The Monsoon Palace, formerly known as the Sajjan Garh Palace, is a hilltop palatial residence in the city of Udaipur, Rajasthan in India, overlooking the Lake Pichola. It is named as Sajjangarh after Maharana Sajjan Singh (1874–1884) of the Mewar Dynasty, who built it in 1884. It offers a panoramic view of the city's lakes, palaces and surrounding countryside. It was built basically to watch the monsoon clouds; hence, appropriately, it is popularly known as Monsoon Palace. It is said that the Maharana built it at the top of the hill to get a view of his ancestral home of Chittaurgarh.
Previously owned by the Mewar royal family, it is now under the control of the Forest Department of the Government of Rajasthan and has been opened to the public recently. The palace provides a beautiful view of the sunset. High in the Aravalli Hills, just outside Udaipur, the Palace is illuminated in the evenings, giving a glow of golden orange (see image in the infobox). The palace was used in the 1983 James Bond film Octopussy as the residence of Kamal Khan, an exiled Afghan prince.
It reflects the history of the Mewar kingdom. Sajjan Singh, Maharana (b. July 18, 1859 d. December 23, 1884), the initial builder of the Monsoon Palace was the seventy–second ruler of the Mewar Dynasty (1874–1884) and he ruled from Udaipur for a short period of 10 years until his untimely death. The Mewar dynasty traces its history to Guhil who founded the Mewar State in 568 AD.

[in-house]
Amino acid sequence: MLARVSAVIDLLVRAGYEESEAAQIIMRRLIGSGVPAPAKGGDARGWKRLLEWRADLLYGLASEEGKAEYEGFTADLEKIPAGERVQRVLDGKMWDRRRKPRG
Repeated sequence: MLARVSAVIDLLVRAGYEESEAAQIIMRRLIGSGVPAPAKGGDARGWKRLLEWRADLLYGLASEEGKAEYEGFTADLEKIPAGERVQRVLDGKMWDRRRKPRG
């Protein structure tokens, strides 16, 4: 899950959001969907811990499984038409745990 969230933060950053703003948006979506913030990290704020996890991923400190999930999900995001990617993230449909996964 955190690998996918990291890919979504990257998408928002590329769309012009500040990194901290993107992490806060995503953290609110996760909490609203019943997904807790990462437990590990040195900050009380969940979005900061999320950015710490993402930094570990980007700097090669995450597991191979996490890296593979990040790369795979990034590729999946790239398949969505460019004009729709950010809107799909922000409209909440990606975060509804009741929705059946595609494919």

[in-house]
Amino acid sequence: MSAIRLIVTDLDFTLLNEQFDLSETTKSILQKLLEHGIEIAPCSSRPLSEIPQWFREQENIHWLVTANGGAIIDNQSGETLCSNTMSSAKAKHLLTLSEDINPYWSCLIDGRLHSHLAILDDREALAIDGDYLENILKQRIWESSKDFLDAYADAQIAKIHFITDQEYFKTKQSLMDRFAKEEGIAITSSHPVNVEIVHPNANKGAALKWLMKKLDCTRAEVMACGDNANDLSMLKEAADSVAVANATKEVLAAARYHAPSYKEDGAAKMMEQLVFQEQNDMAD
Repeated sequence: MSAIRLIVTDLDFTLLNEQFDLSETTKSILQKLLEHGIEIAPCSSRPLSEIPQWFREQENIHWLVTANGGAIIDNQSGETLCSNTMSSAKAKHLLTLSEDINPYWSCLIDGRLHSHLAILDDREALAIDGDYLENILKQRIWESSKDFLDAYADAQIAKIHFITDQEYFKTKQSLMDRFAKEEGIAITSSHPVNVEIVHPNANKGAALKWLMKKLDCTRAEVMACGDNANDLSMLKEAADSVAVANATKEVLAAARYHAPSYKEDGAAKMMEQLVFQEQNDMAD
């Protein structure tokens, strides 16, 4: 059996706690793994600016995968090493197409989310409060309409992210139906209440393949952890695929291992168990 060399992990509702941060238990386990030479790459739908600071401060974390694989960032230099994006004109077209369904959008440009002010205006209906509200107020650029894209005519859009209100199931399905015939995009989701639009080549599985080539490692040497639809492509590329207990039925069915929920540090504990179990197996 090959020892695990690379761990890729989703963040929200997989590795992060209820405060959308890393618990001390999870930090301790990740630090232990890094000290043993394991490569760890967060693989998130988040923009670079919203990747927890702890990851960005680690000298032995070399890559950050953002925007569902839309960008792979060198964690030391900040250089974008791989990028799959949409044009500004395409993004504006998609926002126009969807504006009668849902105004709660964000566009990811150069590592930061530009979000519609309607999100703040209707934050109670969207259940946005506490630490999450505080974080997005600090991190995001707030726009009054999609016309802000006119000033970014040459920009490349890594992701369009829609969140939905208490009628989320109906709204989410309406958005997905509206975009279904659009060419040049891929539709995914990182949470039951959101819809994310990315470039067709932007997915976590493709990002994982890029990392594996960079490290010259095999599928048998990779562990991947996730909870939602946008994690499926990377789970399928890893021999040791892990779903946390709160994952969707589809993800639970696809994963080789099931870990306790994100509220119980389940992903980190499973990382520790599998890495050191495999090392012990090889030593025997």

Udaipur is well connected by road, rail, and air links to all parts of the country. The palace is 5 kilometres (3.1 mi) west of Udaipur and overlooks Lake Pichola. A winding road leads up the hill to the palace. During the monsoon season, the palace and the surrounding Sajjan Singh Sanctuary are major attractions for visitors. A boat ride across Lake Pichola provides excellent views of the palace and allows visitors to enjoy the scenic beauty around the palace.
Sajjangarh Wildlife Sanctuary, which encircles the palace, was established in 1987. It covers an area of 5.19 square kilometres (2.00 sq mi). It is a well protected sanctuary now with concrete wall of Kishan Pol surrounding it. The hillside is thickly wooded and the former rulers maintained this area as a royal shooting preserve. When Udaipur was attacked by the Scindias in 1764, the hill was used as an ordnance dump; some cannons still remain.
The palace overlooks the sanctuary, which is a reserve for reptiles, tigers, nilgai, sambhar, wild boars, hyenas, panthers, and jackals. It is also popular for bird watching. The reserve can also be approached by a trek (as an adventure) starting from the Gorilla Point to the Jiyan Sagar or the Bari Lake to enjoy the scenic beauty of the Aravalli hills and the wildlife of the reserve forest.